As Chill walked away, so did everyone else.
The new kid was losing his audience. He grabbed Chill by the shoulder and spun him around. Chill lost his balance.
I went to catch him, but he caught himself before I could and straightened up proudly. Chill stared at the kid with a warning glare that would have made anyone with a lick of sense back off. This kid was not good at picking up on subtleties.
You shouldn t walk away when people are talking to you, the kid threatened. Didn t your mom teach you that? Or did she give up teaching you anything when she saw you couldn t even learn to walk?
It took a lot for Chill to lose his cool, but it was definitely going. He turned away again. This time the kid swung Chill back around with all he had, determined to take him down.
But Chill was ready. He didn t so much spin as pirouette, with his bad leg swinging like a club.
Chill only meant to sweep his attacker s legs out from under him, but the kid had stiffened his leg so he could get the full momentum in his pull. When Chill s leg connected with the kid s knee, it gave a sickening pop that made everyone in the yard stiffen. The kid dropped like a gummy bear from the ceiling after the saliva dries.
Despite the pain, the kid tried to get to his feet to save face, but he could only move himself along the ground like a lame toad.
Who s Hoppy now? I yelled.
This got a laugh from everyone-except Chill.
When I turned to congratulate him on his victory, he d already disappeared around the corner.
I found Chill tucked out of sight with his sketchpad in the far doorway of the school.
That was cool! I excitedly told Chill.
No, he told me, coldly and firmly, looking up at me from his drawings. It wasn t. He lowered his head, returning to his sketching. We never spoke of it again.
Well, he never spoke of it again. I told anyone who d listen. I know violence is wrong, but that kid had it coming. Well, maybe not the six weeks on crutches and the endless teasing until he finally got a transfer-but still.
Chill got two weeks suspension and was on probation when he got back, but that wasn t much of a problem. Chill never caused trouble, not real trouble, anyway.
The story-with as much help as I could give it-went through the school and the county, and by the time we got to high school it was told with the kid getting two broken legs-both broken in three places. Nobody bugged Chill about his leg again. That is, until the new teacher came. What Chill did to that teacher would be a story to shadow the other one into obscurity.
It was the second year and the second semester of our four-year high school sentence, and we lucked out and got art for homeroom. I wasn t much of an artist, but it was an easy way to start your day if you didn t take it seriously and worry about things like color and contrast, light and shadow, lines and perspective-and I didn t. Chill did, though, so to get through I d just mimic him as well as I could.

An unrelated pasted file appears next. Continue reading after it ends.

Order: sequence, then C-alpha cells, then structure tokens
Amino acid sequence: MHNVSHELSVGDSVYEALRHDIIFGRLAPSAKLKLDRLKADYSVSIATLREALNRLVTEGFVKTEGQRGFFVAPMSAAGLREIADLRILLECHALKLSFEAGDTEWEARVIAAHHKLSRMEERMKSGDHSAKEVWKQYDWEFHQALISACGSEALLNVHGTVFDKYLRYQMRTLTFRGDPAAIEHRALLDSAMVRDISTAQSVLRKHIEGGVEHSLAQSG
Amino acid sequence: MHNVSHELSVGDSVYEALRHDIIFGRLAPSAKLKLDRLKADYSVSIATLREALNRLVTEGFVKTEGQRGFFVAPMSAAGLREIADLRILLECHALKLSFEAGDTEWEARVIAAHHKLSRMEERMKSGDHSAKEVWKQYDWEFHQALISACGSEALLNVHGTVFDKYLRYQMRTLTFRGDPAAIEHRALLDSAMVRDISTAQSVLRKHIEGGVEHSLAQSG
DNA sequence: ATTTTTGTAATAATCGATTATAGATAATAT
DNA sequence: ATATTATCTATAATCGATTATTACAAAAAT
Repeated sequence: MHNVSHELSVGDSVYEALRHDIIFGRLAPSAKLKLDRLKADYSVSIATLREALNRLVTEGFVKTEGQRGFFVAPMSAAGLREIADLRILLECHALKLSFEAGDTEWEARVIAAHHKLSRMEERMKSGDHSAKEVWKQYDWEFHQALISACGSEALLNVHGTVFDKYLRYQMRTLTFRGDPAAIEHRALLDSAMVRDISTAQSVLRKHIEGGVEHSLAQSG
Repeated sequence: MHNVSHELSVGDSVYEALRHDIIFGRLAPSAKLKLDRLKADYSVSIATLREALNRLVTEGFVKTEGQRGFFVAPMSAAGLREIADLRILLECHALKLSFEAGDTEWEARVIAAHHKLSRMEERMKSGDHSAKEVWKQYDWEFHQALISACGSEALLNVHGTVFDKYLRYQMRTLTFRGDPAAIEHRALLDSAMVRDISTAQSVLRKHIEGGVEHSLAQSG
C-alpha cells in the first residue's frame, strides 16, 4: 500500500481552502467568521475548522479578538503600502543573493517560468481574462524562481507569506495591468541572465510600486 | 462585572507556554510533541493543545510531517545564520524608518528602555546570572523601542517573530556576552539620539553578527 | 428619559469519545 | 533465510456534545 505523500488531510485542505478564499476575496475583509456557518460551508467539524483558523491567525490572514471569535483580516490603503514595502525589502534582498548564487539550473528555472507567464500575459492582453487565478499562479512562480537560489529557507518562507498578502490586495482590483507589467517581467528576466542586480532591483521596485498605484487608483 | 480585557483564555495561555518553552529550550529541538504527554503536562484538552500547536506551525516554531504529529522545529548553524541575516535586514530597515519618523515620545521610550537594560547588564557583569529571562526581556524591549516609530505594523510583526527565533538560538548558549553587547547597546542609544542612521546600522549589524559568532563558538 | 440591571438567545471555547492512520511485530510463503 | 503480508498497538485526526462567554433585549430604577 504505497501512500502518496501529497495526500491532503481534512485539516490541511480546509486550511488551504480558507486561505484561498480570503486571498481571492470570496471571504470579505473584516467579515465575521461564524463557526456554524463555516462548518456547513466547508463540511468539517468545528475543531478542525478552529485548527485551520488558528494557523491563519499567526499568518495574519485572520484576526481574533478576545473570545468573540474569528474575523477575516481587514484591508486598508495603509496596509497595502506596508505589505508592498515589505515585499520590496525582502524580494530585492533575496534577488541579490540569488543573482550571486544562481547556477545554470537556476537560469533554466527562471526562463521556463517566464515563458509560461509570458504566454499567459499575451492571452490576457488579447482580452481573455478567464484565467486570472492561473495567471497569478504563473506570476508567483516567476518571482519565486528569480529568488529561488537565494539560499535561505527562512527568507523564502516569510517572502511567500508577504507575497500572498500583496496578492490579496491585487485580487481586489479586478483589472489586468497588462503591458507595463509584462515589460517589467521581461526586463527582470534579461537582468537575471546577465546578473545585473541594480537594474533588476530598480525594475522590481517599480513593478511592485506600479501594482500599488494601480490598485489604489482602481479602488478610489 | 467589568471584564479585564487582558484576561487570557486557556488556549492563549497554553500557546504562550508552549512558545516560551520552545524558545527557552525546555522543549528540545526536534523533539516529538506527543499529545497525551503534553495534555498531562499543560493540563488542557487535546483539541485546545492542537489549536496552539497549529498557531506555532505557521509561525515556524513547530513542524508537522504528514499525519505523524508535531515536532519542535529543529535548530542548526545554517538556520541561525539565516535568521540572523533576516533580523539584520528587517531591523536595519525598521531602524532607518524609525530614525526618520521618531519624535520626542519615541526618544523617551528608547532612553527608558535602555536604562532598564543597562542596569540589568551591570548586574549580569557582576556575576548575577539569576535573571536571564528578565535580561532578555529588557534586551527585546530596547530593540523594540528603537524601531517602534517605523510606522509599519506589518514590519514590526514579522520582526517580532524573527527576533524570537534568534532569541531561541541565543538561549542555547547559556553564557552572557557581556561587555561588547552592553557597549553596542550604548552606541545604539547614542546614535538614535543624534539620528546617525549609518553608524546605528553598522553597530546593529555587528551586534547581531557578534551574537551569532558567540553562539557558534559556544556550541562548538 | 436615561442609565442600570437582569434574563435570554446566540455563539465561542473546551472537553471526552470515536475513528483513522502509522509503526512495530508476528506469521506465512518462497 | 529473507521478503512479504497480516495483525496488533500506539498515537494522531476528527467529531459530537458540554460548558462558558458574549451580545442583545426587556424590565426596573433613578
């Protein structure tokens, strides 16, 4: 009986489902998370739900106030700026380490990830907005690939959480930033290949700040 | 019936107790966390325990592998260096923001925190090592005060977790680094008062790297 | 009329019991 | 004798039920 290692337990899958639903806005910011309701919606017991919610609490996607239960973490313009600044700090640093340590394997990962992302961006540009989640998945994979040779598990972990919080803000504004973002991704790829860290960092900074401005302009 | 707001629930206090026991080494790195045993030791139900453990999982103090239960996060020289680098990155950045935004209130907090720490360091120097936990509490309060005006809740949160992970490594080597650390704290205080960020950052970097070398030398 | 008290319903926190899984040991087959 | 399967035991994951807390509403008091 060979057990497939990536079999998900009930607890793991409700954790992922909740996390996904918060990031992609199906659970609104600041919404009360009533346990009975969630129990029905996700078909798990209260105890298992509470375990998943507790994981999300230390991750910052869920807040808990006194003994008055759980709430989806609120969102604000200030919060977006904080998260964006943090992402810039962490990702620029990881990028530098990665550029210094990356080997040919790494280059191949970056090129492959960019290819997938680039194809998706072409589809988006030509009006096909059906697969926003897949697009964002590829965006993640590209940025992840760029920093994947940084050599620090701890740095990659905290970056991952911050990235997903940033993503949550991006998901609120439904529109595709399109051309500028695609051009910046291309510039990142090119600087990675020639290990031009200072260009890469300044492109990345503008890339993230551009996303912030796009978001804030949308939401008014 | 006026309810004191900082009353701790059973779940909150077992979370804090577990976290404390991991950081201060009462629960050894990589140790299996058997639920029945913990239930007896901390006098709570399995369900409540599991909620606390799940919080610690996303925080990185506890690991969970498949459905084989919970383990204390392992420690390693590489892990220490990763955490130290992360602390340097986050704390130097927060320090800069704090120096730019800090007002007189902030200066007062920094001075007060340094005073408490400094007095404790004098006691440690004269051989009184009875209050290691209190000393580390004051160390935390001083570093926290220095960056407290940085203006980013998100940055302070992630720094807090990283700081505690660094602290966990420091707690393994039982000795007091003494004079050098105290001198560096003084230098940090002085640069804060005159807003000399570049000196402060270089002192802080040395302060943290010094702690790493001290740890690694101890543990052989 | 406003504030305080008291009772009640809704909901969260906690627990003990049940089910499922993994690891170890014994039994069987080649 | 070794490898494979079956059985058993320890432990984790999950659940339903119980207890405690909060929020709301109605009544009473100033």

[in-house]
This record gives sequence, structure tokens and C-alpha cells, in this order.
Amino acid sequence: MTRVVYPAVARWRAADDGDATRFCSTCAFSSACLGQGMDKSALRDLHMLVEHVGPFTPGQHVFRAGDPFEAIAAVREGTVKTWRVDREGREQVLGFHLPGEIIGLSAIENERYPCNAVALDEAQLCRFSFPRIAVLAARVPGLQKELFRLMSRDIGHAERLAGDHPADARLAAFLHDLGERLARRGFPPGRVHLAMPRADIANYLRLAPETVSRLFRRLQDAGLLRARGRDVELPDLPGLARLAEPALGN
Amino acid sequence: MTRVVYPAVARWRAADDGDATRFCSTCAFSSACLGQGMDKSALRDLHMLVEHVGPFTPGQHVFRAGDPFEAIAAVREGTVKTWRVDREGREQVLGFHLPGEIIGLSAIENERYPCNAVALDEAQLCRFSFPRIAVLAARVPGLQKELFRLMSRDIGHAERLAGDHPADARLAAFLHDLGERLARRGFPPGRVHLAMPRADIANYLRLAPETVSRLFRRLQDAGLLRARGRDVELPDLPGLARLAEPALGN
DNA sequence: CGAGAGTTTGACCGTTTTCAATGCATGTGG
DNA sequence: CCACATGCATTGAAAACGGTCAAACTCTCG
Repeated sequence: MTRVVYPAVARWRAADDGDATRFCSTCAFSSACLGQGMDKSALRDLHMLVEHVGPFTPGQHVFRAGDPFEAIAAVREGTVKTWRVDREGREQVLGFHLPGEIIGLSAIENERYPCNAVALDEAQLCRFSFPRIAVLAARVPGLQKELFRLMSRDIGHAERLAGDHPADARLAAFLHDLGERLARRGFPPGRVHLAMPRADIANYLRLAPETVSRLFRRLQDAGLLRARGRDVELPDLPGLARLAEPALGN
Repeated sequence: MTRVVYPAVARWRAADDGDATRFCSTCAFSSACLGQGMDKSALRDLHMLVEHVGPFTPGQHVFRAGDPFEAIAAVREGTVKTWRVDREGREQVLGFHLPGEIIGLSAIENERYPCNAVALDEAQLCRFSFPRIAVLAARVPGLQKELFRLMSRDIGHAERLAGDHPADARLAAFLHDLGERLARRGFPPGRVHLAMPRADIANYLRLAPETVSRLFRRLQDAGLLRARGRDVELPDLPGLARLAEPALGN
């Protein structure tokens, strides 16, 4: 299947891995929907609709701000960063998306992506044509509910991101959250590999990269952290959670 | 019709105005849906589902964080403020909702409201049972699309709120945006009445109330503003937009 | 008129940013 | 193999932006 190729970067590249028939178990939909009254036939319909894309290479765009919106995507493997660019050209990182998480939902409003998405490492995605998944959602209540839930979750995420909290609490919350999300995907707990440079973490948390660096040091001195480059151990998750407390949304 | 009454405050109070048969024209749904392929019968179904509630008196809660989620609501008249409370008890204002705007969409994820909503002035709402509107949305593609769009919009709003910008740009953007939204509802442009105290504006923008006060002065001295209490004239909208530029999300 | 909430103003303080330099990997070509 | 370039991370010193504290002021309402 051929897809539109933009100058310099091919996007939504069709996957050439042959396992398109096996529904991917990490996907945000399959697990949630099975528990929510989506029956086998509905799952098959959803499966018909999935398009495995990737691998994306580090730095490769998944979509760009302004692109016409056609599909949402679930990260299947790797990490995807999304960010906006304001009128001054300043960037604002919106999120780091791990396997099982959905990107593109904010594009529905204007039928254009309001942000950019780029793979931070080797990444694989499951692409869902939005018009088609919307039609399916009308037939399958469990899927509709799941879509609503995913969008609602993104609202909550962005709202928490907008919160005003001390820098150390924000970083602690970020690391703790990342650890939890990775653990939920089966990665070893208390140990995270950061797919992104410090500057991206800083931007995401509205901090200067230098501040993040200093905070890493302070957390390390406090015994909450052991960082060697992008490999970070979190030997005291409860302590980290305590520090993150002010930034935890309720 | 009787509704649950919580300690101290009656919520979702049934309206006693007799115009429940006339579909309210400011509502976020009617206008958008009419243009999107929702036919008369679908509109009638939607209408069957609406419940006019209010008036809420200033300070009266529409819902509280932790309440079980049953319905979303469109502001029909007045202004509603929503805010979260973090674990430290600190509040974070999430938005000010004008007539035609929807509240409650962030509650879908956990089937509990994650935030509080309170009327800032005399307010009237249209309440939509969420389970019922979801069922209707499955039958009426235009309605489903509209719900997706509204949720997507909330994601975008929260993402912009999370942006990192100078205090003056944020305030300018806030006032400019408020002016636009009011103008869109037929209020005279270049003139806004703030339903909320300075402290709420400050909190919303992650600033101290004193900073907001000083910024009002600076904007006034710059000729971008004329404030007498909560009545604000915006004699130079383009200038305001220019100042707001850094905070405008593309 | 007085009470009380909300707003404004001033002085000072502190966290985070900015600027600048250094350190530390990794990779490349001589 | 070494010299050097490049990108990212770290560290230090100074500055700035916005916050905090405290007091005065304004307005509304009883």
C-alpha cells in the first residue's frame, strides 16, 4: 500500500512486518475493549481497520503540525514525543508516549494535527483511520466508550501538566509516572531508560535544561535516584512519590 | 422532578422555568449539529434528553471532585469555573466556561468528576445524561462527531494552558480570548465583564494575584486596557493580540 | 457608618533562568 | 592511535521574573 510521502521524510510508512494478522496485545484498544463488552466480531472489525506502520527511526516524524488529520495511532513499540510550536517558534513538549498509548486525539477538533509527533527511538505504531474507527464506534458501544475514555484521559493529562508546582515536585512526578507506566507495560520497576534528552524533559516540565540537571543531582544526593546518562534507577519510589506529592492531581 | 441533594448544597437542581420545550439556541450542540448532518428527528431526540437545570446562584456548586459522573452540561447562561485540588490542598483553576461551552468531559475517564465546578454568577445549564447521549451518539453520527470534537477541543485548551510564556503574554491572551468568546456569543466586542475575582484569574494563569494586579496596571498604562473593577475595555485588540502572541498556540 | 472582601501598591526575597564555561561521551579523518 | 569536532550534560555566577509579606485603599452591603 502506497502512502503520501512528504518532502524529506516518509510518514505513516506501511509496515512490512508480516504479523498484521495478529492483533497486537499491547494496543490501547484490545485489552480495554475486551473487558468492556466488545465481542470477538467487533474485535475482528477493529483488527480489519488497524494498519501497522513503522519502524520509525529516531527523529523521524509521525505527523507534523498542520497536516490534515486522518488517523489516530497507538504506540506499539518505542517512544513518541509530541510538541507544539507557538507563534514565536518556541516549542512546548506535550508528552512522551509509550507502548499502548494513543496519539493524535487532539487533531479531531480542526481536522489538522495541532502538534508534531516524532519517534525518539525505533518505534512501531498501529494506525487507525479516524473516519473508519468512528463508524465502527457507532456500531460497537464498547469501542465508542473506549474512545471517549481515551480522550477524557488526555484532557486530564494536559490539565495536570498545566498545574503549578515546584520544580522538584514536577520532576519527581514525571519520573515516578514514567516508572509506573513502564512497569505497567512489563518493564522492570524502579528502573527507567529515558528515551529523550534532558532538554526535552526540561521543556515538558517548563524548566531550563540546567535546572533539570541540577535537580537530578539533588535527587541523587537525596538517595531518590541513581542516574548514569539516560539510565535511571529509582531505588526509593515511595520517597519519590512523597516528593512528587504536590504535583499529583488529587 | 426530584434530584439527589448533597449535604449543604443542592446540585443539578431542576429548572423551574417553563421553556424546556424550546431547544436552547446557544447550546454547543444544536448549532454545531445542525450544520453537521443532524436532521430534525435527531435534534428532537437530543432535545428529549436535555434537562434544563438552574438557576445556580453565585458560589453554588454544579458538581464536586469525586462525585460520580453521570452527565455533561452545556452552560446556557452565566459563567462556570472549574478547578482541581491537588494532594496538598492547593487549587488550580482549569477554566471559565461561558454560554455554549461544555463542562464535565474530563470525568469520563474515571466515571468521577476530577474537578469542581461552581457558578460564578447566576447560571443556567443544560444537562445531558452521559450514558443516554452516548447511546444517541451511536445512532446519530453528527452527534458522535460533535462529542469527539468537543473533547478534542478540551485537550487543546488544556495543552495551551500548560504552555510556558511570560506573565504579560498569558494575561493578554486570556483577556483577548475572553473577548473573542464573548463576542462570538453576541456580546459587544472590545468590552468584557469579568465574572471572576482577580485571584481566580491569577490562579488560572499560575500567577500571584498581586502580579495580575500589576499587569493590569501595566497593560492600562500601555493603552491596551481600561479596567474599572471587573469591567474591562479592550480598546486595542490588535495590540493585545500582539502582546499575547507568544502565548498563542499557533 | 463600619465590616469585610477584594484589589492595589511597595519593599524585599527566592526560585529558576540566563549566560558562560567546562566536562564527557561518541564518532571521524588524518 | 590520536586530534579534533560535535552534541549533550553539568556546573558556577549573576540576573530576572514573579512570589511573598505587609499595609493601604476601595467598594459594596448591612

It s all right because in art it s not called cheating, it s called being heavily influenced by another artist. According to Chill, all the greats did it. It s like in film when everyone copied Tarantino after he copied the Hong Kong and Japanese directors. None of them were cheating or stealing. They were being influenced by filmmakers that they admired and respected. And I admired and respected Chill. (I also admired and respected Susie Jenkins math skills, but we ll keep that between us.)
The teacher, Ms. Surette, couldn t tell that I was copying anyway. My projects looked nothing like Chill s no matter how heavily he influenced me.
Ms. Surette was the other reason that art was a great way to start your day.
There are three types of teachers. First, there are the teachers who just want to do as little as they can and go home. These are the ones who give you an assignment at the beginning of class that will take you the whole class to complete. They sit and mark work from their other classes so that they will have their nights and weekends free. They re easy teachers to have. As long as you re quiet, you can do just about anything you want with that hour-after you get the assignment done, of course. We ll call them type A.
Then there s type B. They re the ones who end up teaching, who think themselves better than it and are bitter at everyone for having to do this job that s so obviously beneath them. These teachers pick their favorites, who are always the students who are most easily controlled, and grind the rest down, crushing every dream you ve ever had before the real world does it.
Type Bs are the ones who sparked the stereotype Those who can t do, teach. They re not the majority, but they do the most damage, sticking with you as a little voice that cuts you down every time you dare think yourself worthy.
Finally, type C. Ms. Surette. A teacher who loves teaching.
A teacher who talks to you, not at you. A teacher who tells you that you can do whatever you want to if you put your mind to it. A teacher who understands that the real world, which we